First, the most recognized art museum in Madrid is Museo Nacional del Prado. In comparison in size to the Lourve Museum in Paris, the Prado contains a massive collection: around 7,600 paintings, 1,000 sculptures, 4,800 prints and 8,200 drawings, in addition to a large number of other works of art and historic documents. It’s one of the best collections of European art. Pieces date from the 12th to early 19th century, a number made by artists who were assigned to create works specifically for the Spanish royal crown.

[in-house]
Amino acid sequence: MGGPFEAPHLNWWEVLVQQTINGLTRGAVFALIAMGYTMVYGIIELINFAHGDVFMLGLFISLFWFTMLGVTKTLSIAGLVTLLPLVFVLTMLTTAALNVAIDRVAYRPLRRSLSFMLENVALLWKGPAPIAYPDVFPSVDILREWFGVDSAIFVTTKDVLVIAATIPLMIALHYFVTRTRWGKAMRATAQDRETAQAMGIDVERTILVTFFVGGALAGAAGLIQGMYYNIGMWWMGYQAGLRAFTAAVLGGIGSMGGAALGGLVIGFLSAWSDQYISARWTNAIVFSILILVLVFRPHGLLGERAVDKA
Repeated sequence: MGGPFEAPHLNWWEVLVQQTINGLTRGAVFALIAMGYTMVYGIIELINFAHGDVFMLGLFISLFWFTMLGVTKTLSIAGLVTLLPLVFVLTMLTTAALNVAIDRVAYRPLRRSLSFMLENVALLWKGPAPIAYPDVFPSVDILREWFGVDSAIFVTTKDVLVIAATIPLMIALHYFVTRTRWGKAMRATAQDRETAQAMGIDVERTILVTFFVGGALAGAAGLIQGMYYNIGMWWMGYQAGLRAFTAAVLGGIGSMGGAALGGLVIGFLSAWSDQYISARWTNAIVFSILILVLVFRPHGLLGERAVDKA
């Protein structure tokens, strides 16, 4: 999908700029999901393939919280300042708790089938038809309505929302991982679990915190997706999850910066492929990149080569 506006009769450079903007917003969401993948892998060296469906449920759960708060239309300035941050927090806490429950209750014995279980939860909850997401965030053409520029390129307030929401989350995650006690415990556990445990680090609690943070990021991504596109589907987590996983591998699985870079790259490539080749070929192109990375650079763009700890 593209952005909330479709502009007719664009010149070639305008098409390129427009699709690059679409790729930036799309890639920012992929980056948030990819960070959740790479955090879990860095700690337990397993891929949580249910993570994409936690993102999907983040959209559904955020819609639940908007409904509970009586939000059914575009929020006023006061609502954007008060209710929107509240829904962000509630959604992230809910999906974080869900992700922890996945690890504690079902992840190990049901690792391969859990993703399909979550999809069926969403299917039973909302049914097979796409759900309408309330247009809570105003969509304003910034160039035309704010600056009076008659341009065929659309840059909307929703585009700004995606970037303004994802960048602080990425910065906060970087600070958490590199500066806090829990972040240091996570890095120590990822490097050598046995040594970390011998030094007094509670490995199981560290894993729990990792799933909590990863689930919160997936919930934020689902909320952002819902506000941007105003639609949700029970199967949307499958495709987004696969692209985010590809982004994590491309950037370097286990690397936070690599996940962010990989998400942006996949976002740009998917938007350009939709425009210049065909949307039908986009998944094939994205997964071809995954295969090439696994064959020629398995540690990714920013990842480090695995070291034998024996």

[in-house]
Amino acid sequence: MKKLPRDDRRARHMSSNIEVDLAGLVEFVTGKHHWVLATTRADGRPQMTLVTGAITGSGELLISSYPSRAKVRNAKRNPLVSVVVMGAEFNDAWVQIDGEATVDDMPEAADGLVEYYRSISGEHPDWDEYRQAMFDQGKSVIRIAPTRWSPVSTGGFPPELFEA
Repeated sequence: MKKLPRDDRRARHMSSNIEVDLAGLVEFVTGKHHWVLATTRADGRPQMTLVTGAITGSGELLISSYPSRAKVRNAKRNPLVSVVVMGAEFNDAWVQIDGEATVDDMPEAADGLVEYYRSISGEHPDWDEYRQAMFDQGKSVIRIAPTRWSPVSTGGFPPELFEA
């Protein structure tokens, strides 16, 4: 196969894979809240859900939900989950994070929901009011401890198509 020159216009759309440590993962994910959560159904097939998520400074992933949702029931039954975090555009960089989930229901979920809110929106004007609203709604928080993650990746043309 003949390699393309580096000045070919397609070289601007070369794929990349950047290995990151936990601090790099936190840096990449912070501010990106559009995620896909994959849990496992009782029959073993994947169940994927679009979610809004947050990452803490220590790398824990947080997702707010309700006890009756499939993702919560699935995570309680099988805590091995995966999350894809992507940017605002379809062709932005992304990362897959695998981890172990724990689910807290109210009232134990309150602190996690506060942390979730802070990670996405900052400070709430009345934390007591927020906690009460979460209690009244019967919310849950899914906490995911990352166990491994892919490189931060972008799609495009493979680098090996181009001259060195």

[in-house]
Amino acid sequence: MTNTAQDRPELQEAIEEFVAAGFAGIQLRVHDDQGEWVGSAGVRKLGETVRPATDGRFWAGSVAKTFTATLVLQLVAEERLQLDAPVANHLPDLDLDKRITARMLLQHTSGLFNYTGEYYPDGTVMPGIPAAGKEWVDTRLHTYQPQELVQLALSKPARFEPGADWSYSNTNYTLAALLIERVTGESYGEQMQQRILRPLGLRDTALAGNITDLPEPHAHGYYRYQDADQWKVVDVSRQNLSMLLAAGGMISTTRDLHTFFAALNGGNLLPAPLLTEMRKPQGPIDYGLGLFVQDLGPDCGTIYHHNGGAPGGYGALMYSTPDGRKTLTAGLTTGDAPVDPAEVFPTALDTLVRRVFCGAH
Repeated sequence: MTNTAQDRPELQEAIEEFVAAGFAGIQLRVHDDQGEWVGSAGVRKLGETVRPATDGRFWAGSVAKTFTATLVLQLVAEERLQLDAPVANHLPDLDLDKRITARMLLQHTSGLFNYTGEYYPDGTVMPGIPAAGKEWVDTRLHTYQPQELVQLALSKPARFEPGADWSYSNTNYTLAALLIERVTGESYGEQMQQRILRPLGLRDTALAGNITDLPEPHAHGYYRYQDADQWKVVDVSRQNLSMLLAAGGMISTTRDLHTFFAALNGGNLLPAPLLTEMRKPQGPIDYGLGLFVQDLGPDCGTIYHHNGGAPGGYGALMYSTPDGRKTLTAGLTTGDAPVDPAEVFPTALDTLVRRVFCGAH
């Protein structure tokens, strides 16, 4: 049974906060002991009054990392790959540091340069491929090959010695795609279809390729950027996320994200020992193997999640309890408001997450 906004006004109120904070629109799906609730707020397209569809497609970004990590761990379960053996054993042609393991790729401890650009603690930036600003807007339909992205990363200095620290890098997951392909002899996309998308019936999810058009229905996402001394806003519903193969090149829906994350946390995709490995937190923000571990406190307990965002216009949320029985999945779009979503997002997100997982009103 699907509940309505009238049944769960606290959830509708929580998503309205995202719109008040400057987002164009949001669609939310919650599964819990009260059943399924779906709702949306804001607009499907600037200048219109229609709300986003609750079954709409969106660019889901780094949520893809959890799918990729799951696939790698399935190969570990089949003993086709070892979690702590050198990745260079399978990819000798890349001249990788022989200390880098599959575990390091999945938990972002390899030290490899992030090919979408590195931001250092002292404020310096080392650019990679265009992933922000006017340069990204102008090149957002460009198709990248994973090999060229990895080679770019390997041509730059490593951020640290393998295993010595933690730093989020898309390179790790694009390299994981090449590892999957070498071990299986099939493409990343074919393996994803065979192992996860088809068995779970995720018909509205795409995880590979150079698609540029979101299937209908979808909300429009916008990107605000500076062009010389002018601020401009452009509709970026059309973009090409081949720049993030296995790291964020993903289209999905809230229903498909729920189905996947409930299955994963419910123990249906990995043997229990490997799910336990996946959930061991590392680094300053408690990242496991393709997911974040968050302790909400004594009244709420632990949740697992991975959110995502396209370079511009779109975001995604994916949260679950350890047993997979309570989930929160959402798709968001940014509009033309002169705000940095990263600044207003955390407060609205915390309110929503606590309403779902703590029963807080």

It can feel a bit daunting to try get through a lot of the Prado in one visit. I got there on a Monday afternoon, still recovering a bit from my early-morning flight, and, due to my jet lag, I decided to stick to about two floors. Or perhaps focus on a certain artist or join in a tour. Francisco de Goya has a high representation, as well as Diego Velázquez, Titian, and El Greco, among others. Italian, Flemish, Dutch, German and French masterpieces are also well featured. If all else fails, one painting I recommend seeing is Velázquez’s Las Meninas.